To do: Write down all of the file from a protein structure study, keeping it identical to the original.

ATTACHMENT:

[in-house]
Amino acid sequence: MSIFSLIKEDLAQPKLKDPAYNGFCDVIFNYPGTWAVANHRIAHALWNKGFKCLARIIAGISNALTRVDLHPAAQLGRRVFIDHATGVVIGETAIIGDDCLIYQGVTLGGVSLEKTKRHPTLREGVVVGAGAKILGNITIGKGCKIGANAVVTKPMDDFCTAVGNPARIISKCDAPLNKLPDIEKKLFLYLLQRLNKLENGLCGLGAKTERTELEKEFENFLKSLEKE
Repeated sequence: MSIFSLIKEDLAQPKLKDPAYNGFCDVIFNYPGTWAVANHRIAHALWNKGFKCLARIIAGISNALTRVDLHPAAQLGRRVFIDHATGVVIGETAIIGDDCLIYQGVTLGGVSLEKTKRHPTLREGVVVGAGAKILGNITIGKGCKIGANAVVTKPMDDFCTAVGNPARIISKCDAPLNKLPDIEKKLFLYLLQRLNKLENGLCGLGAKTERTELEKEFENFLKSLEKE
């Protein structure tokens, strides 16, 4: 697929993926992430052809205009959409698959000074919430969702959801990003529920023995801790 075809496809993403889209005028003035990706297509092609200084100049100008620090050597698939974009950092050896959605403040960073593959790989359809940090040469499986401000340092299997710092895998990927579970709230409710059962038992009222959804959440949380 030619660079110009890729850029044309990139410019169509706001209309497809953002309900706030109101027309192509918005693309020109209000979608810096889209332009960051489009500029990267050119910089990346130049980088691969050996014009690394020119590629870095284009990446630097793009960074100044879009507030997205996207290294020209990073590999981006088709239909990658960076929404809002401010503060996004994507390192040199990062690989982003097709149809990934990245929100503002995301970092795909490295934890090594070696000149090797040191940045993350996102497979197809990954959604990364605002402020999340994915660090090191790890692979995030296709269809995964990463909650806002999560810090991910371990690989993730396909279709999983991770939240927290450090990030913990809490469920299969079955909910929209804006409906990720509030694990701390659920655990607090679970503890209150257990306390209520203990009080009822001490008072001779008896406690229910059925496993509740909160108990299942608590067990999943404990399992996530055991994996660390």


[in-house]
Amino acid sequence: MSIFSLIKEDLAQPKLKDPAYNGFCDVIFNYPGTWAVANHRIAHALWNKGFKCLARIIAGISNALTRVDLHPAAQLGRRVFIDHATGVVIGETAIIGDDCLIYQGVTLGGVSLEKTKRHPTLREGVVVGAGAKILGNITIGKGCKIGANAVVTKPMDDFCTAVGNPARIISKCDAPLNKLPDIEKKLFLYLLQRLNKLENGLCGLGAKTERTELEKEFENFLKSLEKE
Repeated sequence: MSIFSLIKEDLAQPKLKDPAYNGFCDVIFNYPGTWAVANHRIAHALWNKGFKCLARIIAGISNALTRVDLHPAAQLGRRVFIDHATGVVIGETAIIGDDCLIYQGVTLGGVSLEKTKRHPTLREGVVVGAGAKILGNITIGKGCKIGANAVVTKPMDDFCTAVGNPARIISKCDAPLNKLPDIEKKLFLYLLQRLNKLENGLCGLGAKTERTELEKEFENFLKSLEKE
């Protein structure tokens, strides 16, 4: 697929993926992430052809205009959409698959000074919430969702959801990003529920023995801790 075809496809993403889209005028003035990706297509092609200084100049100008620090050597698939974009950092050896959605403040960073593959790989359809940090040469499986401000340092299997710092895998990927579970709230409710059962038992009222959804959440949380 030619660079110009890729850029044309990139410019169509706001209309497809953002309900706030109101027309192509918005693309020109209000979608810096889209332009960051489009500029990267050119910089990346130049980088691969050996014009690394020119590629870095284009990446630097793009960074100044879009507030997205996207290294020209990073590999981006088709239909990658960076929404809002401010503060996004994507390192040199990062690989982003097709149809990934990245929100503002995301970092795909490295934890090594070696000149090797040191940045993350996102497979197809990954959604990364605002402020999340994915660090090191790890692979995030296709269809995964990463909650806002999560810090991910371990690989993730396909279709999983991770939240927290450090990030913990809490469920299969079955909910929209804006409906990720509030694990701390659920655990607090679970503890209150257990306390209520203990009080009822001490008072001779008896406690229910059925496993509740909160108990299942608590067990999943404990399992996530055991994996660390």